Why I am writing all this? While I want to answer also to he automatically upcoming question: Why should I learn Java. That’s why. Whyle your time / money invest for writing your App is not useless in 5 years or even ten years.

Yes, times are changing. A year ago it would have been impossible for me, on principle alone, to agree with you and your eternal and brutal Java mantra! :slight_smile: .

But a little un-learn and re-learn has worked wonders for me.

What’s happening right now in the direction of native compilation is more than exciting (even if you don’t really need it, poor performance is really not the problem with Java).

Of course there are also reasons for other development tools, but on the one hand Java can integrate a lot of languages, and on the other hand most readers come from a Xojo environment.

If you want to map everything that Xojo offers in one language professionally (even more professionally), then I don’t know of any other free tool that it is capable to achieve this.

I don’t know that anyone can really make that claim absolutely. Java 11, Python 3, .NET Core, all broke things, but in ways that the community for the most part accepted, because there were real, attractive benefits to it (and in the case of Python 3, which REALLY broke some things, there was a generous, decade-long transition period where Python 2 remained fully supported and even got some enhancements).

When .NET 8 comes out November-ish, I will adopt it if for no other reason than the new FrozenDictionary class which will give me a real performance boost in an app that is caching a great deal of indexed collections in-memory – but that means no turning back because that functionality didn’t exist prior. It is a solution I can’t share with someone who is constrained by various corporate policy to, say, .NET framework 4.8.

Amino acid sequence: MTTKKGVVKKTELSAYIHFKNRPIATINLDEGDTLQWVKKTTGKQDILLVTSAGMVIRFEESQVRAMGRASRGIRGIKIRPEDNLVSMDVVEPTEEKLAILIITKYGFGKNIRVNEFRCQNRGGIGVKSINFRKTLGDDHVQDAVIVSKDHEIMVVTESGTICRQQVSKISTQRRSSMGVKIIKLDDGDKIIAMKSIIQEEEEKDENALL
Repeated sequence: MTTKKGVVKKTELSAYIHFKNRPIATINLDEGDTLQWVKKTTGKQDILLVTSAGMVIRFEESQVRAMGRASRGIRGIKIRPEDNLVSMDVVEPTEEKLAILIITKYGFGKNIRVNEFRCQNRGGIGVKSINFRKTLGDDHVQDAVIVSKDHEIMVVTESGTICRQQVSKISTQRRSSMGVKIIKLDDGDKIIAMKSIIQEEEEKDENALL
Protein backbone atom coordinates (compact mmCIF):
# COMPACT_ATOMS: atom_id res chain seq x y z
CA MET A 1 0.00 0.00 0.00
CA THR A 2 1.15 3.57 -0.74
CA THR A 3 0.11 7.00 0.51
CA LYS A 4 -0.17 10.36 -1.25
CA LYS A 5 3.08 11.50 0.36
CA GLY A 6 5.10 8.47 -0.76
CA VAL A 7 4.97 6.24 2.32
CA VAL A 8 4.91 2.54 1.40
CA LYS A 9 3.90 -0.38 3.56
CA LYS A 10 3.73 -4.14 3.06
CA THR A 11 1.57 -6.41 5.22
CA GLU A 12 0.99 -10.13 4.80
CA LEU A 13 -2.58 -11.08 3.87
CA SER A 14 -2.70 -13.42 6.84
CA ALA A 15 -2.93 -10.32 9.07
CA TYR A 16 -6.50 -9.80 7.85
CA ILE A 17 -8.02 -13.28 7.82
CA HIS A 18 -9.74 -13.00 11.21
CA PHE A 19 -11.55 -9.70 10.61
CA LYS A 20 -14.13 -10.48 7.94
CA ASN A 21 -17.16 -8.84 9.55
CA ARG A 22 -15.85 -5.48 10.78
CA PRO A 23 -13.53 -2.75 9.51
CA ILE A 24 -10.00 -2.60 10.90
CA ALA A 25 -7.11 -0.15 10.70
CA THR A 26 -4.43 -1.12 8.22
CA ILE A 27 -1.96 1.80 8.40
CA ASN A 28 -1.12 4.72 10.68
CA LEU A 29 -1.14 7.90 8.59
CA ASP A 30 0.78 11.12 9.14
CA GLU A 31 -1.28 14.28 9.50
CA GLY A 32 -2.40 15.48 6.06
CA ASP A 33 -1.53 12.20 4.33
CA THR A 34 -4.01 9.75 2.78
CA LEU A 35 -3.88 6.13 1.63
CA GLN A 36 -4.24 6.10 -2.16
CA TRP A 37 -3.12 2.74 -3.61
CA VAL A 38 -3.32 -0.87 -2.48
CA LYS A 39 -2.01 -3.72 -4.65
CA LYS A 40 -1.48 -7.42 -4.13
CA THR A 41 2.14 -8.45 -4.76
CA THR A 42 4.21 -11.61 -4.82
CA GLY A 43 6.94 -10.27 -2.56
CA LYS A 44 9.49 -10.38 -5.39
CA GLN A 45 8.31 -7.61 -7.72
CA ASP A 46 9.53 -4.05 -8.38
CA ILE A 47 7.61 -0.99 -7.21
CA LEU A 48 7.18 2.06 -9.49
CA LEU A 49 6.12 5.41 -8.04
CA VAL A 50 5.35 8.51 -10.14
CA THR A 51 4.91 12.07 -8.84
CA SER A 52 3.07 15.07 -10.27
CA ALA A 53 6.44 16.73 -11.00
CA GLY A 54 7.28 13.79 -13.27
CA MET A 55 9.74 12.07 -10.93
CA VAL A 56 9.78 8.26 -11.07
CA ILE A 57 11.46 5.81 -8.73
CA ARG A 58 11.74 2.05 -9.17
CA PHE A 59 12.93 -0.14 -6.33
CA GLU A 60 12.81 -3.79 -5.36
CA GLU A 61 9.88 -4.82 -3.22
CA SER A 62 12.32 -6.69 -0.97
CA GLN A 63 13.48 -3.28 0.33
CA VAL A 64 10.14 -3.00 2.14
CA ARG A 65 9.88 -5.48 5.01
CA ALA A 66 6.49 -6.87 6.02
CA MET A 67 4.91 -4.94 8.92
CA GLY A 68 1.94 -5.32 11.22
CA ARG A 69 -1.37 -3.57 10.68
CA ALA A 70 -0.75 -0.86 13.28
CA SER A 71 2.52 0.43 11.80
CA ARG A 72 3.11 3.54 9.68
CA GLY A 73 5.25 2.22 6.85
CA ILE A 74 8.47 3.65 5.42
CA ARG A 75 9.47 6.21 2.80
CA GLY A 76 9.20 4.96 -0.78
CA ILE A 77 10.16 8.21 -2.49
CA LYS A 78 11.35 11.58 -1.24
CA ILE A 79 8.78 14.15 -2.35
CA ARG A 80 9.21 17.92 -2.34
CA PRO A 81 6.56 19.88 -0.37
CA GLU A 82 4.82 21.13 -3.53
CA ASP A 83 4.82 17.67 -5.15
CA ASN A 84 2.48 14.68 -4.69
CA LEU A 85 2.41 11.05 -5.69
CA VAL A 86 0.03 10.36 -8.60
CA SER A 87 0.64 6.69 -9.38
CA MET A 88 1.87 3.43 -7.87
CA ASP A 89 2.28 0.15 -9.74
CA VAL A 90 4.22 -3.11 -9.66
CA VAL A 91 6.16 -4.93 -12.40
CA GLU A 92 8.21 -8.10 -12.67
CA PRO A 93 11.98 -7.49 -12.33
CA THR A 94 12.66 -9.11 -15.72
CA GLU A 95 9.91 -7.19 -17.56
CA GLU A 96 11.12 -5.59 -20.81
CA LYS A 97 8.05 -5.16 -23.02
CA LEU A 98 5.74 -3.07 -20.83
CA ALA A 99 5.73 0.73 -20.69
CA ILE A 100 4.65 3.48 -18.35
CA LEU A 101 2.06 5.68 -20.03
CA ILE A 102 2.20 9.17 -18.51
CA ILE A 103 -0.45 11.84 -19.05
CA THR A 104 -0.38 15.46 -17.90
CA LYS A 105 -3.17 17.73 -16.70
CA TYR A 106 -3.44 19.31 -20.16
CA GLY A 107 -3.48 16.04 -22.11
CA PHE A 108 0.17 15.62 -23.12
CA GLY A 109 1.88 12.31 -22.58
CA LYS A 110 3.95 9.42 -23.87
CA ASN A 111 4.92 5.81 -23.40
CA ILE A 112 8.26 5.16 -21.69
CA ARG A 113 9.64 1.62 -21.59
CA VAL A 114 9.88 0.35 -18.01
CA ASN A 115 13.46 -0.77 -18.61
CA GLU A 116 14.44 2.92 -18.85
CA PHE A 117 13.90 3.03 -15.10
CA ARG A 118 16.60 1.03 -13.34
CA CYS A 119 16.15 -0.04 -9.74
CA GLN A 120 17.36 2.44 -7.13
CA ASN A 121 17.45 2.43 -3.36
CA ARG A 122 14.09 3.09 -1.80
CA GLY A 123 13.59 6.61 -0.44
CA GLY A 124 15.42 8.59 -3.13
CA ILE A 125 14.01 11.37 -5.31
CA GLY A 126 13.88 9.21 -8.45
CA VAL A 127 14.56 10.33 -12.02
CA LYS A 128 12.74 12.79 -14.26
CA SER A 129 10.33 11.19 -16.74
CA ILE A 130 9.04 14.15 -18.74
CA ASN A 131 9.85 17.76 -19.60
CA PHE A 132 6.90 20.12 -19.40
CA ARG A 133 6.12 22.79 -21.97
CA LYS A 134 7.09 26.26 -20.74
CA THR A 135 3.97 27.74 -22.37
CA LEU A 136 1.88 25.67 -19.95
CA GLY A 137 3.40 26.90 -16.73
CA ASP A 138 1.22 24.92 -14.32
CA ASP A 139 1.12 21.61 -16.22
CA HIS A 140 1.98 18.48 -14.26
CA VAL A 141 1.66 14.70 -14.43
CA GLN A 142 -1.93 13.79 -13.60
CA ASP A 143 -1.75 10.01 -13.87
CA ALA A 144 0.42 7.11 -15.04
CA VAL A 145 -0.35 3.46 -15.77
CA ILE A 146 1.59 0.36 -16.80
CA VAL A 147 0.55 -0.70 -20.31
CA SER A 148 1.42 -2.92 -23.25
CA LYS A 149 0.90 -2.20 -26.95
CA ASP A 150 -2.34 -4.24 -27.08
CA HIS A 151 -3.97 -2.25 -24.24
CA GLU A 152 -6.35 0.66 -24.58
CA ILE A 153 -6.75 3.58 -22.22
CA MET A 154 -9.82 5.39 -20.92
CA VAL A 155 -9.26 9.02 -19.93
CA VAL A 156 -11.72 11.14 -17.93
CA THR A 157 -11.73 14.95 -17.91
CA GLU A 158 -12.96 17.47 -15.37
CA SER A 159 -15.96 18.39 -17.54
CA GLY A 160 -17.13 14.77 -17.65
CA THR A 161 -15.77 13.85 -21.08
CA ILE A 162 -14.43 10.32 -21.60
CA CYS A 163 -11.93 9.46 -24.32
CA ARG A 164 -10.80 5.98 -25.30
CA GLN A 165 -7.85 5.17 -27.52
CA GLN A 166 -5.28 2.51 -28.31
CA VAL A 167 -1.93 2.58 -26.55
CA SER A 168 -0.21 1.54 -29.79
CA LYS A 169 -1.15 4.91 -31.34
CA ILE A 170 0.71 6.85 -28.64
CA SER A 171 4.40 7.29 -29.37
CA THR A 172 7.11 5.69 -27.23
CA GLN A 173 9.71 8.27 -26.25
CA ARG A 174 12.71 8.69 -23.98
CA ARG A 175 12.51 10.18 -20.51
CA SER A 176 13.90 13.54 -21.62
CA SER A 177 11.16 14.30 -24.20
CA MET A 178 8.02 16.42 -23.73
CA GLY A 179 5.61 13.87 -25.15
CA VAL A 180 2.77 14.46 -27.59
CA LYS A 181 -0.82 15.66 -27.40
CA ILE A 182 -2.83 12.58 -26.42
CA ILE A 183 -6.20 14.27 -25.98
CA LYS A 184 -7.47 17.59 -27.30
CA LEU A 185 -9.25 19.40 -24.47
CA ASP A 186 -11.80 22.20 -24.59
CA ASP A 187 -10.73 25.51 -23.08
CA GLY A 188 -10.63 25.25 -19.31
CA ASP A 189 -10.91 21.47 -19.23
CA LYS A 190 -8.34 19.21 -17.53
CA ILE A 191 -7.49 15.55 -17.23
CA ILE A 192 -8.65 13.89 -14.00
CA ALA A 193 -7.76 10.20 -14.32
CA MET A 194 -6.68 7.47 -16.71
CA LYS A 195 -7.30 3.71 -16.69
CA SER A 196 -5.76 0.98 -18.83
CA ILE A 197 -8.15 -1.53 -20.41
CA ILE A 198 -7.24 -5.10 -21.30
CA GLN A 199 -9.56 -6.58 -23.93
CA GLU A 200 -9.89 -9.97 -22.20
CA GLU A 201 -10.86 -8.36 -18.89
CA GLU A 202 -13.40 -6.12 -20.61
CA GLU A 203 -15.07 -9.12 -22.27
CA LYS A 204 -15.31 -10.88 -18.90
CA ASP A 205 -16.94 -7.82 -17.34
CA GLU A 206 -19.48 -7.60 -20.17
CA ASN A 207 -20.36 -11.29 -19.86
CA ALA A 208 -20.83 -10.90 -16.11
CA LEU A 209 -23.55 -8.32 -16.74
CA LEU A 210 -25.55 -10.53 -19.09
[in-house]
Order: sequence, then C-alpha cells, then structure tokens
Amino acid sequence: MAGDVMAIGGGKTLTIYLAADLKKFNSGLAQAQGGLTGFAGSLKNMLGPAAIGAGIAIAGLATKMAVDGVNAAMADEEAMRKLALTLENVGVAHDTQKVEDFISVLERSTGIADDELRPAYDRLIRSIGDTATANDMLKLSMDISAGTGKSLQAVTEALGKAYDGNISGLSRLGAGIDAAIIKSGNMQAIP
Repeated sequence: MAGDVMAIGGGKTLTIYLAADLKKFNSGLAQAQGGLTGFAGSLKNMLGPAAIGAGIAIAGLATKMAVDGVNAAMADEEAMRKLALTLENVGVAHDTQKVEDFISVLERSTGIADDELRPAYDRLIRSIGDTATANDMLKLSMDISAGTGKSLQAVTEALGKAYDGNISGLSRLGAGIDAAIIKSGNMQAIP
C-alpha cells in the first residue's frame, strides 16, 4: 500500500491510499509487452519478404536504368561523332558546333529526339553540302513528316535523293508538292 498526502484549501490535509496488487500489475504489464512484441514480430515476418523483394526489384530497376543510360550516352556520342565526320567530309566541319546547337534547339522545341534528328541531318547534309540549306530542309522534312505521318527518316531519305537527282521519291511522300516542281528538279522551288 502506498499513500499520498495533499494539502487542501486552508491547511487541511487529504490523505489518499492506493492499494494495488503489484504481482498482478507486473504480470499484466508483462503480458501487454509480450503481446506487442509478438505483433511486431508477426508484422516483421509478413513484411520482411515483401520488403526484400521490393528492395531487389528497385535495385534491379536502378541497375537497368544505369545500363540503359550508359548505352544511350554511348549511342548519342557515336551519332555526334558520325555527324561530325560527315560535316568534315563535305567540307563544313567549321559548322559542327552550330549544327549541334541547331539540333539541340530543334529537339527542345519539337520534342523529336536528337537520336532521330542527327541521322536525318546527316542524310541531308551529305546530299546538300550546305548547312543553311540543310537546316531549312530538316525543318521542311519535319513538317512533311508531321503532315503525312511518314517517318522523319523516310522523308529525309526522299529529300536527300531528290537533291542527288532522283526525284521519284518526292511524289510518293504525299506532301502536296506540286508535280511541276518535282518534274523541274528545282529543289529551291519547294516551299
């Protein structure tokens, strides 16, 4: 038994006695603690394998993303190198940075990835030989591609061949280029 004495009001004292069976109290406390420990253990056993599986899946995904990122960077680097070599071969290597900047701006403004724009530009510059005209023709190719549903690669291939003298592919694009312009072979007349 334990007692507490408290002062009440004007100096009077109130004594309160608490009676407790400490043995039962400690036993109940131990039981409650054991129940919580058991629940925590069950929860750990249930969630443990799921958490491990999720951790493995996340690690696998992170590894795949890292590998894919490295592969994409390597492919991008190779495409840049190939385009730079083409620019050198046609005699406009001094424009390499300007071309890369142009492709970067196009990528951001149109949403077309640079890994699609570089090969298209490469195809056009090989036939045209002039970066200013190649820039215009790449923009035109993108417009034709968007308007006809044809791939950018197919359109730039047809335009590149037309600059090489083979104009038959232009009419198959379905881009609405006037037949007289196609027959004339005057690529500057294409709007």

That said, and to your point – people who want to stay on framework 4.8 in .NET for example will not find it suddenly not working, even though it has been a few years. There will come a time when difficulties with that version will become a personal problem – but not until enough time has passed that it’s both reasonable and wise to do a rewrite anyway.

1 Like

Java 11 was not breaking that much things only were in Java 8 a big pile marked as deprecated. That projects can be supported until 2030 (Think why they done that? Exactly. While that things were not broken but deprecated from the first Release of Java 8. That is not broken like in Dotnet always: passed away. That is: with years of deprecation warnings!!! And stupid people that wrote: broke my Code. No. Java 11 had deleted what was deprecated in Java 8. That was in 2014. While the Software Vendors needing time:you can still compile in the Java 8. And that is STILL bug fixed, that is still under security Updates until 2030. In the World of Dotnet you’ll not find that. Definitely you are funkte up after two further years. So I can’t really get what you want to tell me with that comparing? That Java has technical Support, security Updates and Bugfixes for Java Release 8 until 2030?

That is Reliability. And that works. And yes, they changed Stuffs. So you can decide when old Java 8 User: using further Java 8 until 2030 (16 years Support for the Version) or changing your Code while you see: oh, I may release after 2030 my Code. Yeah, then you may need to rewrite Parts of it. Sorry for that. But you do not need until 2030. So you could fdevelop it over a long time.

When and if on Java 11: be sure you can run on Java 17 and on Java 21. nd if there is a Release burning that much like it was with Java 11 the Version before will get a really long Support time. That exactly is the difference. Being fucked up or not. The bigger point with Dotnet is: no security Updates. Not that there is nothing needed. Like you can see here

That’s what Microsoft says to Support roadmaps. That is the end of all security Updates. Following to that I just tested a Java release 6 from Azul (yes, it is still under full Support until 2024, sorry for that there are all bugfixes and so on available and even Security Updates, Technology released 2006). Runs without any problem. Your Dotnet 4.x will also in ten years be running. Without Security Updates but it will run. That is also the case with Java 4 released 2002 (21 years old) but not supported anymore (since two years no Support) but still running.